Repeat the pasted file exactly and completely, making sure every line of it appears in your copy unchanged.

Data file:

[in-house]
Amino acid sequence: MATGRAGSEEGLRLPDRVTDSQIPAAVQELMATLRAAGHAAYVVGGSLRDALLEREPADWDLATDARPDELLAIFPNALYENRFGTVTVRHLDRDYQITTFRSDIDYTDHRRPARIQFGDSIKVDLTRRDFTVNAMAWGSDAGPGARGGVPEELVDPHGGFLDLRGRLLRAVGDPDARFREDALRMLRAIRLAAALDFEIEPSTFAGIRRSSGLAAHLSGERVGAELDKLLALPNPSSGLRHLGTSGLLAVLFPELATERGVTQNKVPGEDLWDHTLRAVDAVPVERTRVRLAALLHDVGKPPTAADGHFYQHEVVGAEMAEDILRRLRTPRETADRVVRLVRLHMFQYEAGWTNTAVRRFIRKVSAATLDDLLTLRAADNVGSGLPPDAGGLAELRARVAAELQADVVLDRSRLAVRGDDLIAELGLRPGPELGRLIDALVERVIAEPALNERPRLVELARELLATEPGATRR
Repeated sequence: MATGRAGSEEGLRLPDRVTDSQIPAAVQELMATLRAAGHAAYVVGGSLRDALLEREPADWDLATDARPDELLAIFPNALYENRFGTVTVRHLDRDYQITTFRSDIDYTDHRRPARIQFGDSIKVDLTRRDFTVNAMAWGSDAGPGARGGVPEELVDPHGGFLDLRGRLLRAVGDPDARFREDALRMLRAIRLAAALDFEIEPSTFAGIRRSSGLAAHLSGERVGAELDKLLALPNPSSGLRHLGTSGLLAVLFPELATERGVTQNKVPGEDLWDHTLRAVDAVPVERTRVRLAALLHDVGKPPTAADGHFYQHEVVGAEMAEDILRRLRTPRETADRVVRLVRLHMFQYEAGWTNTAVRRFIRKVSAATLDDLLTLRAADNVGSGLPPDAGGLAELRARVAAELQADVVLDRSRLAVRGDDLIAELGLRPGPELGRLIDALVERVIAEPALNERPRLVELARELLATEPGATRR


[in-house]
Amino acid sequence: MATGRAGSEEGLRLPDRVTDSQIPAAVQELMATLRAAGHAAYVVGGSLRDALLEREPADWDLATDARPDELLAIFPNALYENRFGTVTVRHLDRDYQITTFRSDIDYTDHRRPARIQFGDSIKVDLTRRDFTVNAMAWGSDAGPGARGGVPEELVDPHGGFLDLRGRLLRAVGDPDARFREDALRMLRAIRLAAALDFEIEPSTFAGIRRSSGLAAHLSGERVGAELDKLLALPNPSSGLRHLGTSGLLAVLFPELATERGVTQNKVPGEDLWDHTLRAVDAVPVERTRVRLAALLHDVGKPPTAADGHFYQHEVVGAEMAEDILRRLRTPRETADRVVRLVRLHMFQYEAGWTNTAVRRFIRKVSAATLDDLLTLRAADNVGSGLPPDAGGLAELRARVAAELQADVVLDRSRLAVRGDDLIAELGLRPGPELGRLIDALVERVIAEPALNERPRLVELARELLATEPGATRR
Repeated sequence: MATGRAGSEEGLRLPDRVTDSQIPAAVQELMATLRAAGHAAYVVGGSLRDALLEREPADWDLATDARPDELLAIFPNALYENRFGTVTVRHLDRDYQITTFRSDIDYTDHRRPARIQFGDSIKVDLTRRDFTVNAMAWGSDAGPGARGGVPEELVDPHGGFLDLRGRLLRAVGDPDARFREDALRMLRAIRLAAALDFEIEPSTFAGIRRSSGLAAHLSGERVGAELDKLLALPNPSSGLRHLGTSGLLAVLFPELATERGVTQNKVPGEDLWDHTLRAVDAVPVERTRVRLAALLHDVGKPPTAADGHFYQHEVVGAEMAEDILRRLRTPRETADRVVRLVRLHMFQYEAGWTNTAVRRFIRKVSAATLDDLLTLRAADNVGSGLPPDAGGLAELRARVAAELQADVVLDRSRLAVRGDDLIAELGLRPGPELGRLIDALVERVIAEPALNERPRLVELARELLATEPGATRR